You’re going to buy an aquarium! So you go to Walmart and you buy a ten-gallon aquarium kit. Now, what do you do?
The kit comes with:
- A ten-gallon aquarium
- A LED light
- An in-tank cartridge filter
- Some food
- A water conditioner
Ignore the directions that come with the aquarium and the directions that you can find online. They are full of profit-motivated scams. For instance, by far the biggest scam is the “replace the cartridge every month”. This is a huge money-making scam. Only lightly clean the outside of cartridges and leave them in place till they fall apart.
Now you go to the local fish store and you buy one or two 2 to 3-inch fish or five or six one-inch fish. Or maybe you buy two goldfish. You take everything home and set it up. You fill the aquarium with water, add the conditioner per the directions (this is VERY IMPORTANT if you have chlorine in your water!), and add the fish.
If you only add a few fish and you only feed in moderation (an amount equal to two eyes of each fish once a day) you will be just fine, contrary to what all the naysayers on social media say. Enjoy your tank!
A Little More Depth
Note that we like to do something called “fish-less cycling” where one doesn’t add fish immediately and one “ghost feeds” an aquarium as though there are fish in it. This “cycling” takes four to six weeks typically. We do this because it is POSSIBLE (but rather difficult) to harm fish by adding a lot of fish to a new aquarium and then overfeeding them, especially if your water has a high pH. But if you already have fish you are stuck. Just feed very lightly and you and your fish will be just fine. Probably the most common mistake beginners to the hobby make is to overfeed their fish.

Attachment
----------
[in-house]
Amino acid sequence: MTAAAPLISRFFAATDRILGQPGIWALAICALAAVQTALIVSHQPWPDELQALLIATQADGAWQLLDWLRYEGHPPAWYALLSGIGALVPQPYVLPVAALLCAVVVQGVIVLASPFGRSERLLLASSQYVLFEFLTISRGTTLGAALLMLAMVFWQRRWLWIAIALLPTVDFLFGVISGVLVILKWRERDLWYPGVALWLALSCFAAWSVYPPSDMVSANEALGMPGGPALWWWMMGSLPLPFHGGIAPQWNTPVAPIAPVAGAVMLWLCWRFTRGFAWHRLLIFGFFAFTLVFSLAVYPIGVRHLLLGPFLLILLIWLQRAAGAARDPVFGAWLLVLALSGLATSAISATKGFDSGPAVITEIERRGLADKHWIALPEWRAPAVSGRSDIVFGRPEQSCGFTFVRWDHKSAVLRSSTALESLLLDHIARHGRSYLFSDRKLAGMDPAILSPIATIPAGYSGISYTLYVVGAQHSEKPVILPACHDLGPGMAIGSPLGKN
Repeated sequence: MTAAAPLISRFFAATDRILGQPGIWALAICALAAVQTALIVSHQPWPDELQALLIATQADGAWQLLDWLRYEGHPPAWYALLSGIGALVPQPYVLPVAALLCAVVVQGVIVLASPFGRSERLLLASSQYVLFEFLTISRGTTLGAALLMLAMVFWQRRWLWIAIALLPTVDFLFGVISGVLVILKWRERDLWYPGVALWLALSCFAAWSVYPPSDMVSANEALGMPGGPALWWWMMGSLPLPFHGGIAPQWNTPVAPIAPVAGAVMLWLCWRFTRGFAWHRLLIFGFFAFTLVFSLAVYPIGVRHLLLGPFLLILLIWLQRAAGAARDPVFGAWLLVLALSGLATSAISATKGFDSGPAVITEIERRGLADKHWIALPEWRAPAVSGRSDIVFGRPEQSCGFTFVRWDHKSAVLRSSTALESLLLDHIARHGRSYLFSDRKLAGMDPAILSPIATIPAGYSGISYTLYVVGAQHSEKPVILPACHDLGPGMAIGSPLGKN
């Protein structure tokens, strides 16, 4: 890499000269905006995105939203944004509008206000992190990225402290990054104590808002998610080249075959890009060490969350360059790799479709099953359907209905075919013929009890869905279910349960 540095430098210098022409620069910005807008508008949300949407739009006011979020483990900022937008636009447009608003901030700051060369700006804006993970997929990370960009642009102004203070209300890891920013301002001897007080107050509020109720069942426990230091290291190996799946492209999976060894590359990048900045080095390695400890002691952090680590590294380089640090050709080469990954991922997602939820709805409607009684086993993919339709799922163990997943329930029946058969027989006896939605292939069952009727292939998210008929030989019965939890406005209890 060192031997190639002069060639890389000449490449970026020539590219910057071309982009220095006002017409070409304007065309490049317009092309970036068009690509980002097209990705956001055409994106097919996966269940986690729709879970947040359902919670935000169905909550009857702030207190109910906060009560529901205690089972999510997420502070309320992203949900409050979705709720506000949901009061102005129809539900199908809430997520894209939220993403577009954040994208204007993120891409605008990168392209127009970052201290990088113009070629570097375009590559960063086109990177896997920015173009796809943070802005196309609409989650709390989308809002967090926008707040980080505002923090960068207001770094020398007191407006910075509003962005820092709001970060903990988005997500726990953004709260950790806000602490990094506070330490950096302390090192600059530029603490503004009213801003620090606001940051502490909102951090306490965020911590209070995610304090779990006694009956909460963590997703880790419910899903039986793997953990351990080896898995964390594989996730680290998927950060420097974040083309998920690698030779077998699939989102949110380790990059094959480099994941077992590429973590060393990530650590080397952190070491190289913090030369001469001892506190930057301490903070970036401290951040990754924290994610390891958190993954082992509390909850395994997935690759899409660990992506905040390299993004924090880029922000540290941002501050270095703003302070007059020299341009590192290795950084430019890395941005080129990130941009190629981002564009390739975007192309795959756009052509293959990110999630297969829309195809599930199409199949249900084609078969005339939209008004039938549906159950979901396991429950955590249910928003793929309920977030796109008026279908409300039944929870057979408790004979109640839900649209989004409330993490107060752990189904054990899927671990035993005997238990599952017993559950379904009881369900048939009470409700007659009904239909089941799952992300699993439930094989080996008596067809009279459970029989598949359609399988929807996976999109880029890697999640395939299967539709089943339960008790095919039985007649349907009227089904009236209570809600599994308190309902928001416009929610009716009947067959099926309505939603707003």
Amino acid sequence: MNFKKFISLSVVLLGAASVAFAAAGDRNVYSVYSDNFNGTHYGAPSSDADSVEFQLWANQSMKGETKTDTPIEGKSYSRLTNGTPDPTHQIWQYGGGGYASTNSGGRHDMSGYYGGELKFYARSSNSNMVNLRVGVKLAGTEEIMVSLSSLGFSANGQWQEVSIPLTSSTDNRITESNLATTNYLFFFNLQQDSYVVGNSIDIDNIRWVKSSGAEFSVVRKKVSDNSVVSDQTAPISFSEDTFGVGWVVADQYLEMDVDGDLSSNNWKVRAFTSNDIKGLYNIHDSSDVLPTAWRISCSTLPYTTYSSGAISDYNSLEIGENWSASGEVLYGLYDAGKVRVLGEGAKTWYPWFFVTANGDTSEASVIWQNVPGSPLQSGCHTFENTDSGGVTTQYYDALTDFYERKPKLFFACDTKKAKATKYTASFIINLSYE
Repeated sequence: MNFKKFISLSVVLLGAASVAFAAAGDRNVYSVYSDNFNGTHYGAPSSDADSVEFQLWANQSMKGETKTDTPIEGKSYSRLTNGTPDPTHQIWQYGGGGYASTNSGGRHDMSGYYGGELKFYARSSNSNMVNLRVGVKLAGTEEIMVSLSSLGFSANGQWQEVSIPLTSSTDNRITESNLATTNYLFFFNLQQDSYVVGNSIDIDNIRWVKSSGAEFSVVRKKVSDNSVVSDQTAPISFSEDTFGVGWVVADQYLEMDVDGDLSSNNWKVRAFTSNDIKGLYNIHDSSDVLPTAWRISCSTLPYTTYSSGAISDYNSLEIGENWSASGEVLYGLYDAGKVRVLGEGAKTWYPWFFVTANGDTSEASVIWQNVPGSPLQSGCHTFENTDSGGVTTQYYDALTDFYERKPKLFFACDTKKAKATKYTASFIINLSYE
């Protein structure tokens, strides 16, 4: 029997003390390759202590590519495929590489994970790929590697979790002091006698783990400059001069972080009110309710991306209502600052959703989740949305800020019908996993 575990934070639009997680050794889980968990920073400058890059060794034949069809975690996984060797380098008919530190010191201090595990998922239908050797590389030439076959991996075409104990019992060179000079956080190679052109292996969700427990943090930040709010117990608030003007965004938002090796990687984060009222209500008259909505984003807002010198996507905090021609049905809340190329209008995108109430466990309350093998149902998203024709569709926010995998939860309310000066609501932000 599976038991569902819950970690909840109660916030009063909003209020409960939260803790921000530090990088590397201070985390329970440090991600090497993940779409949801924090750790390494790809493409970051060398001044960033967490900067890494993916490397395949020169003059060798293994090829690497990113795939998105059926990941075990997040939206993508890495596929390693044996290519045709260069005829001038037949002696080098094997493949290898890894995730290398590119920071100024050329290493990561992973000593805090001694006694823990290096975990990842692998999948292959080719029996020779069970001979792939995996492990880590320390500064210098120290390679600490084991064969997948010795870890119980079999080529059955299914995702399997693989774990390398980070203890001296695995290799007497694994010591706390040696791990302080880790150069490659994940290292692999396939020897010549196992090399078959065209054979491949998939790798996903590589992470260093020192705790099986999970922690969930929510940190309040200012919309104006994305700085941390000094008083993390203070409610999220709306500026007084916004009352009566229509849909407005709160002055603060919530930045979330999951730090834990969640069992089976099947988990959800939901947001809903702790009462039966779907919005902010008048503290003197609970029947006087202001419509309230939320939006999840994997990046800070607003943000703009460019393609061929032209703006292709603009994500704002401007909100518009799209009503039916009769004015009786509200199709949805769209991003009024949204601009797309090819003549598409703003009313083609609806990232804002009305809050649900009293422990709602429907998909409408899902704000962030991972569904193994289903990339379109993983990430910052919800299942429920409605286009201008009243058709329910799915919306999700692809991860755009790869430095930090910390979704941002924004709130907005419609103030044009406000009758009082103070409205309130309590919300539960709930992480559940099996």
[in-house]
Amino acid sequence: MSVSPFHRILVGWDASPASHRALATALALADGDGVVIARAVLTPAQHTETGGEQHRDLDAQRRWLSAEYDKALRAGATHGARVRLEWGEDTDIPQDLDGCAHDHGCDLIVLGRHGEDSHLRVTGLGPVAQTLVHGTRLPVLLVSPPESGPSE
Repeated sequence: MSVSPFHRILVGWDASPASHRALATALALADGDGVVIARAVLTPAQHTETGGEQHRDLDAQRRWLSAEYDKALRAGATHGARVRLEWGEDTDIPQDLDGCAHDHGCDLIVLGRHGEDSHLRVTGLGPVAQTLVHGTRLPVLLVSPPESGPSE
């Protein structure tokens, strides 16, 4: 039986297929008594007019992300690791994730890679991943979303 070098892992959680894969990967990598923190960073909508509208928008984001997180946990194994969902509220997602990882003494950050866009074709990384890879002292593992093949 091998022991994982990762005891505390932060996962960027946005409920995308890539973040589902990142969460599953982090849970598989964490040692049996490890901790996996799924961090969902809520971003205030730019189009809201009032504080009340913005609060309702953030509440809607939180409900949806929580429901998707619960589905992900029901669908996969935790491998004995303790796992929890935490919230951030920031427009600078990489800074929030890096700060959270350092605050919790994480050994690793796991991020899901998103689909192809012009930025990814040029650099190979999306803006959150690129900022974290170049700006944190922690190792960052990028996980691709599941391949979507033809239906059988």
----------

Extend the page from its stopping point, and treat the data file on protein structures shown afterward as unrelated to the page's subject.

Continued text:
When one sets up any new aquarium the water may get cloudy in a few weeks. Ignore that. It will clear in four to six weeks. Note if you do water changes to clear the water the cloudiness will just stick around longer. So don’t do water changes for the first two months or so. Your ornaments and gravel will get brown and green stuff on them. That’s quite normal and the best course of action is to learn to live with it. And that’s it. Easy!
What do I do with a New Aquarium That Already has Fish in It?
An exchange with a reader of this website is instructive here :
I need your help. I have a 20-gallon tank, I was advised to just add JBL Denitrol (“Instant Start Bacteria”) and add fish. I now have 9 celestial danios, 3 snails, and some shrimp, along with living plants. My nitrate and nitrite keep spiking (no ammonia). I have a sponge filter and air stone, I feed small amounts but not sure what I should do. I do NOT want to lose my fish or treat them badly. I am using Seachem Prime and adding bacteria when changing water. After reading your articles I know I have messed up but can I salvage the situation and how? PH is at 8.0. Thank you. Becci”
This was my reply: